The Nation



Cassava farmers demand pledging

A hundred cassava farmers from the Central and Northeastern regions marched to the Commerce Ministry yesterday calling for the government to provide a pledging project as the price of their crop is falling.

The farmers met with Niwatthumrong Boonsongpaisan, the caretaker commerce minister, to call for the government approve a pledging project for cassava rather than a subsidy aimed at easing production costs.

Niwatthumrong said that since the current administration is a caretaker government, it could not approve any subsidy project that required a large budget. The ministry would therefore ask the Election Commission (EC) to consider the farmers' demand.

Previously, the Yingluck Shinawatra government planned to propose a direct subsidy to help cassava farmers buy equipment and other material, instead of pledging their output as in the past, in the upcoming harvest season to minimise spending and increase efficiency of crop management.

Under that plan, the ministry would provide a subsidy for agricultural equipment directly to 497,000 cassava farmers on the basis of about 50 satang per kilogram of output.

However, cassava farmers favour a pledging project, which would be more lucrative.

Chakrit Sosuwan, a farmers' representative from Serngsang, Buri Ram, said the direct subsidy would encourage cassava traders to pressure farmers to lower their prices. The price of cassava has fallen gradually during the current harvest season. If the government provided a direct subsidy to the cost of production, the price in the market would continue to fall.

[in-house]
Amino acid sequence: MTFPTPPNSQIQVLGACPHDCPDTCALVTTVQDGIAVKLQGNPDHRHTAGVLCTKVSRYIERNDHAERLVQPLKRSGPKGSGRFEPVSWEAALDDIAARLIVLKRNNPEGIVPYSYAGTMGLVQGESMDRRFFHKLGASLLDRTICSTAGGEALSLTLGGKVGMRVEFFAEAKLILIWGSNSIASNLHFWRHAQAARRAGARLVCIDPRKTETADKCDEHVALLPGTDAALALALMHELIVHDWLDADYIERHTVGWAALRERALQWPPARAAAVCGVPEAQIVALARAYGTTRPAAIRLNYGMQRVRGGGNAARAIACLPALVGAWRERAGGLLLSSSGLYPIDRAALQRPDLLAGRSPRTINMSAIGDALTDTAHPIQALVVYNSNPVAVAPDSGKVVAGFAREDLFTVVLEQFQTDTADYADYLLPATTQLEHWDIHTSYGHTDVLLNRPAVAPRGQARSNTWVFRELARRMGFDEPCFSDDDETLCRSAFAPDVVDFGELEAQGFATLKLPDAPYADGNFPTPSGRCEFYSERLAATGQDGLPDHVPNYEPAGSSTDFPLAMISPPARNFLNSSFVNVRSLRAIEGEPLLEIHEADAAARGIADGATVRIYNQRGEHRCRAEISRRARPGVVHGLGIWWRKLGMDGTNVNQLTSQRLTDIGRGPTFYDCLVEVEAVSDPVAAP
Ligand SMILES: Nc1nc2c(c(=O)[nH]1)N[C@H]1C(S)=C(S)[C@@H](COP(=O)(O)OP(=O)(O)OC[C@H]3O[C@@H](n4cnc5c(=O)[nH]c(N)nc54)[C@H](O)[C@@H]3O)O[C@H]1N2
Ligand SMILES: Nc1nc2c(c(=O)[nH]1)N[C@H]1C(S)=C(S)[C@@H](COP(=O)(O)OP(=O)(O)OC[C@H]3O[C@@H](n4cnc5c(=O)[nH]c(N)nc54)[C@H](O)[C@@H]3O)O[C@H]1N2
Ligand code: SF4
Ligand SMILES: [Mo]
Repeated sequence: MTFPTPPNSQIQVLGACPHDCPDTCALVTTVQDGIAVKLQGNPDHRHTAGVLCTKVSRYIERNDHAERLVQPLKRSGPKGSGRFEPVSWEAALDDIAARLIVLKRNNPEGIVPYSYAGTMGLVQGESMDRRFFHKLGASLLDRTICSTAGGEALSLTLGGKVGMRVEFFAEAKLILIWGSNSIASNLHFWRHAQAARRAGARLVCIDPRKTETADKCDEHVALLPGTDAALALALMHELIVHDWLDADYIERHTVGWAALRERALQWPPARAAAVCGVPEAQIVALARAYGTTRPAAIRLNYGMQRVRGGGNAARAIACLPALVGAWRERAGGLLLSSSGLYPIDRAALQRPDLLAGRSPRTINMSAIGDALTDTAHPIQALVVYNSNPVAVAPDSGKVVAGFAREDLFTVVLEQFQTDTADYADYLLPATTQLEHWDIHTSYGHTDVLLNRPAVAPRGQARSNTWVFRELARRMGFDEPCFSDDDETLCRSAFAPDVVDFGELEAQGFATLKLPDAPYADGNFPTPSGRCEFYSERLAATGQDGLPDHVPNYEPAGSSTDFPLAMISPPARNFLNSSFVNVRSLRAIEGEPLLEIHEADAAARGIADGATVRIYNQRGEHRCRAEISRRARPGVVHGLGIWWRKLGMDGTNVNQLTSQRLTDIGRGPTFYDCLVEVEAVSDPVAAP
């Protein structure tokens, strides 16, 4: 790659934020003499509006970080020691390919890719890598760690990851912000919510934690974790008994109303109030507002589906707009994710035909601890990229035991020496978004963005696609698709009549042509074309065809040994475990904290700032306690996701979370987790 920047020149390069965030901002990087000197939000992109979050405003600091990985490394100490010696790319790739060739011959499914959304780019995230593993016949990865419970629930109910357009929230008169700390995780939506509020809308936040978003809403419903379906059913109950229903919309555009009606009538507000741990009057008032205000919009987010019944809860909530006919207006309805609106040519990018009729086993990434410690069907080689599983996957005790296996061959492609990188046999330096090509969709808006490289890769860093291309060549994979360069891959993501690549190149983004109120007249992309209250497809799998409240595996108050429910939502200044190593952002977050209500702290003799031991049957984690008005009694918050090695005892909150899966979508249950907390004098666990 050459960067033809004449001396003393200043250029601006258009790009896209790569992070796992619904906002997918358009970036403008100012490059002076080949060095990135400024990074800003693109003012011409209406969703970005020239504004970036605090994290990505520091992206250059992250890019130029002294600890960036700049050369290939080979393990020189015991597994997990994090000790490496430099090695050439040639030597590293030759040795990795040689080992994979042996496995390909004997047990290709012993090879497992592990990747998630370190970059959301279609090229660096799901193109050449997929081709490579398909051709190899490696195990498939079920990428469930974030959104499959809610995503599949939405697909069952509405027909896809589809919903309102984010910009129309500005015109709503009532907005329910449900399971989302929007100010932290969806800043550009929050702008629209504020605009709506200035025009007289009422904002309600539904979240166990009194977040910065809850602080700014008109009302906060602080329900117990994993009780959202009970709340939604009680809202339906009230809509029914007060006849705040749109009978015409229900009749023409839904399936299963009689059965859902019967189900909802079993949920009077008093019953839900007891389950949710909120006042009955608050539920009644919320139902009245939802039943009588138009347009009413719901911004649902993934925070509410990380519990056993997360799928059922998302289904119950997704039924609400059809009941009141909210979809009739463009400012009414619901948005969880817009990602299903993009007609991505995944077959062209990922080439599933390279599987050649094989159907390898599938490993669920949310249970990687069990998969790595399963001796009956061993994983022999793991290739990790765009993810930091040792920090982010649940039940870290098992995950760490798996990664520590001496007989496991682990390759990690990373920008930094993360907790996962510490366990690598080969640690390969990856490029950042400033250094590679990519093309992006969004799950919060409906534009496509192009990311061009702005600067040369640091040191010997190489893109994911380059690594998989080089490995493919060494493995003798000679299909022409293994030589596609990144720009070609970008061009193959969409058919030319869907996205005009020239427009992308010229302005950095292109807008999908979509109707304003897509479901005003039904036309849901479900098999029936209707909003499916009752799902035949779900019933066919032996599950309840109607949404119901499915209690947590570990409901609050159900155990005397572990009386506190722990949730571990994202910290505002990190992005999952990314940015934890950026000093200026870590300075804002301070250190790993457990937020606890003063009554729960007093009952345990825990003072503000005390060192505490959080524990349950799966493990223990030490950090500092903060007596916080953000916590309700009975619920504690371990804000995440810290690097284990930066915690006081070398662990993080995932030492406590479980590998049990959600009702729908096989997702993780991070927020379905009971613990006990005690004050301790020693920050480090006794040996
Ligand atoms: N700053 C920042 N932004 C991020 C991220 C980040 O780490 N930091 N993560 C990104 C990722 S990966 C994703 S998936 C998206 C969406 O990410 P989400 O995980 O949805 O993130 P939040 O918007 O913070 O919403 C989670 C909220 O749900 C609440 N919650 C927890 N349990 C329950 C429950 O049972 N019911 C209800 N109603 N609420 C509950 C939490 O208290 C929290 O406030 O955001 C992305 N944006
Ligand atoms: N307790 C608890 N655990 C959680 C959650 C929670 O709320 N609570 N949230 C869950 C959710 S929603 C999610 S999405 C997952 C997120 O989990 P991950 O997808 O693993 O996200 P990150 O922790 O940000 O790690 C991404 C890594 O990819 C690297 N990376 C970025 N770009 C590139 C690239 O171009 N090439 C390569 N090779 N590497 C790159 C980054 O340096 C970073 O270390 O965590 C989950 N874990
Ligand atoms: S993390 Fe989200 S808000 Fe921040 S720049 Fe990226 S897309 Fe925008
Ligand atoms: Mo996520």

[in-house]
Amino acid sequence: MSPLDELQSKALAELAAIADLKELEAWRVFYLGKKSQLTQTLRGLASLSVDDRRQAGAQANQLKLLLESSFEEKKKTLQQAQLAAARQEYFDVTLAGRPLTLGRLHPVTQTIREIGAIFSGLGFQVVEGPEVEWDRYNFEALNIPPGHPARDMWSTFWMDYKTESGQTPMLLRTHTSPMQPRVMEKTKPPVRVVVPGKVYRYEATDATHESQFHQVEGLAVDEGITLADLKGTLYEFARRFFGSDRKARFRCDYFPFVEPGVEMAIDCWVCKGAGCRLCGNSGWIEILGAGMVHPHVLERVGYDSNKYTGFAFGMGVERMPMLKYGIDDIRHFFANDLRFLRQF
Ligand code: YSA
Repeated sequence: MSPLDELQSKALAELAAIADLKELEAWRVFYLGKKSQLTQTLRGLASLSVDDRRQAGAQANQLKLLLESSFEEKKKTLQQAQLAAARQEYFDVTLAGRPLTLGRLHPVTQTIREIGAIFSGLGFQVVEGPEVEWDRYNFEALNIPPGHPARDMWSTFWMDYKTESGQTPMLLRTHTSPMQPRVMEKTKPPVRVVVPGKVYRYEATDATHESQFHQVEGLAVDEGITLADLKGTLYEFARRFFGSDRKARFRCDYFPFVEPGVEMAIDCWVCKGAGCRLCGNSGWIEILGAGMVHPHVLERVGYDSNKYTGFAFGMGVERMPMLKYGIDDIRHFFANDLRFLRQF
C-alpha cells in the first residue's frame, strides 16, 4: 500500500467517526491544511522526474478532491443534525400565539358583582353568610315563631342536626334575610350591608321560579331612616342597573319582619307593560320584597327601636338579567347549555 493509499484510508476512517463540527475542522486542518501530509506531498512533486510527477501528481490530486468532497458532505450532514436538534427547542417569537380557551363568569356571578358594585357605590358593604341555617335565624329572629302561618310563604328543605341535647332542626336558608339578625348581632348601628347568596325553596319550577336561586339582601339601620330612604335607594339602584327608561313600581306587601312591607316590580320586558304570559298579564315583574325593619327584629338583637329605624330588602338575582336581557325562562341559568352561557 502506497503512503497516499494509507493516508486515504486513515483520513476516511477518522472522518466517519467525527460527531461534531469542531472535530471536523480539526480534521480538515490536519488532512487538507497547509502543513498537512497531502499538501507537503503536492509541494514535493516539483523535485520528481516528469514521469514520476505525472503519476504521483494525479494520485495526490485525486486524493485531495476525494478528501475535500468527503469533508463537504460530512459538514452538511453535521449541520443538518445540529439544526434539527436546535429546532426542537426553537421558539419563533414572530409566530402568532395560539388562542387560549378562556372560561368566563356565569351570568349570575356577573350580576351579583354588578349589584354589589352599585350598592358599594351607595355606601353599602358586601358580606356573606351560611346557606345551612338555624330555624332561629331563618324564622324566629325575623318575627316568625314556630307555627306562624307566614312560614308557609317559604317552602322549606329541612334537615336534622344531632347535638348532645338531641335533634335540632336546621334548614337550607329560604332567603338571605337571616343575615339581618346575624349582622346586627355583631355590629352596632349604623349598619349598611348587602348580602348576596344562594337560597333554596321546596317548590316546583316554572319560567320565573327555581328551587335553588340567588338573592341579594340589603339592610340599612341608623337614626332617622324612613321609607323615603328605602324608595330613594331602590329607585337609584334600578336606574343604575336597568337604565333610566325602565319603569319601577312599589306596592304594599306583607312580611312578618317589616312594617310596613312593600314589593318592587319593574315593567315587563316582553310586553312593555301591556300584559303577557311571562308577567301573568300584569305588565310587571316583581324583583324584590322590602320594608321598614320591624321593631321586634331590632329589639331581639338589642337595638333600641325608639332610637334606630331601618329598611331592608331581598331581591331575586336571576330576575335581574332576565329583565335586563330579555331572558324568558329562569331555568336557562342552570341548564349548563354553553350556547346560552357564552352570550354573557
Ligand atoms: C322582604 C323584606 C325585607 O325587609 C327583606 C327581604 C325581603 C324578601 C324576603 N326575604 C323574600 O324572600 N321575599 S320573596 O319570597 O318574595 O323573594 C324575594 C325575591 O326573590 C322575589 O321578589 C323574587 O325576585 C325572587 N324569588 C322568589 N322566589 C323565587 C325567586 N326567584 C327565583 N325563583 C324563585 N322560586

Currently, the price of a kilogram cassava is Bt2.10, down considerably from early this month. The price is expected to continue a gradual decline, while farmers claim their cost of production is more than Bt2.15 a kilo.

Niwatthumrong said the Commerce Ministry would also need to seek the EC's endorsement for selling rice from its stockpiles under new government-to-government contracts and through general auctions. This would ensure that the ministry does not breach the regulations regarding a caretaker government.

He said many countries wanted to purchase rice from Thailand under G2G contracts.

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